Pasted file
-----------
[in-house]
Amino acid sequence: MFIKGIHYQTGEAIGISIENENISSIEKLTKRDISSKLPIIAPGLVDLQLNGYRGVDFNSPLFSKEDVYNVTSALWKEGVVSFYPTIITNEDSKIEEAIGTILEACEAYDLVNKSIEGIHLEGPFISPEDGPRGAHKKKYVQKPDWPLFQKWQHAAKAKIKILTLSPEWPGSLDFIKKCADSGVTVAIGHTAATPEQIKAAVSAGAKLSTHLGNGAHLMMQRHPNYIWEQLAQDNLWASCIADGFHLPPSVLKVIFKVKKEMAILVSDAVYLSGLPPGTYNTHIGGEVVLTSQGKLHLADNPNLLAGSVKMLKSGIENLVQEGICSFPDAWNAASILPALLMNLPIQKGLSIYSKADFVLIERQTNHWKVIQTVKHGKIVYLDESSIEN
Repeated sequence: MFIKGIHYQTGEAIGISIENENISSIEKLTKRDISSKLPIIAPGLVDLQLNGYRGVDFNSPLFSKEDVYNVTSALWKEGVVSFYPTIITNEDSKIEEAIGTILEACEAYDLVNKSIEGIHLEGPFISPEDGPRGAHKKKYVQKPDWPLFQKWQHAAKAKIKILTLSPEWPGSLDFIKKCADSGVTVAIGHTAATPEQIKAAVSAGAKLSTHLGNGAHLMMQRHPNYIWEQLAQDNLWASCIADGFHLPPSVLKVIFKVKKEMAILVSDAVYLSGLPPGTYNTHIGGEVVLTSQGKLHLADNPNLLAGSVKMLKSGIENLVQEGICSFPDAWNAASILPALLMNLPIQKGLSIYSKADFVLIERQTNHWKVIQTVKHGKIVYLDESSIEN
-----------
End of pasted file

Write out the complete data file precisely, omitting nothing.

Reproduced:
[in-house]
Amino acid sequence: MFIKGIHYQTGEAIGISIENENISSIEKLTKRDISSKLPIIAPGLVDLQLNGYRGVDFNSPLFSKEDVYNVTSALWKEGVVSFYPTIITNEDSKIEEAIGTILEACEAYDLVNKSIEGIHLEGPFISPEDGPRGAHKKKYVQKPDWPLFQKWQHAAKAKIKILTLSPEWPGSLDFIKKCADSGVTVAIGHTAATPEQIKAAVSAGAKLSTHLGNGAHLMMQRHPNYIWEQLAQDNLWASCIADGFHLPPSVLKVIFKVKKEMAILVSDAVYLSGLPPGTYNTHIGGEVVLTSQGKLHLADNPNLLAGSVKMLKSGIENLVQEGICSFPDAWNAASILPALLMNLPIQKGLSIYSKADFVLIERQTNHWKVIQTVKHGKIVYLDESSIEN
Repeated sequence: MFIKGIHYQTGEAIGISIENENISSIEKLTKRDISSKLPIIAPGLVDLQLNGYRGVDFNSPLFSKEDVYNVTSALWKEGVVSFYPTIITNEDSKIEEAIGTILEACEAYDLVNKSIEGIHLEGPFISPEDGPRGAHKKKYVQKPDWPLFQKWQHAAKAKIKILTLSPEWPGSLDFIKKCADSGVTVAIGHTAATPEQIKAAVSAGAKLSTHLGNGAHLMMQRHPNYIWEQLAQDNLWASCIADGFHLPPSVLKVIFKVKKEMAILVSDAVYLSGLPPGTYNTHIGGEVVLTSQGKLHLADNPNLLAGSVKMLKSGIENLVQEGICSFPDAWNAASILPALLMNLPIQKGLSIYSKADFVLIERQTNHWKVIQTVKHGKIVYLDESSIEN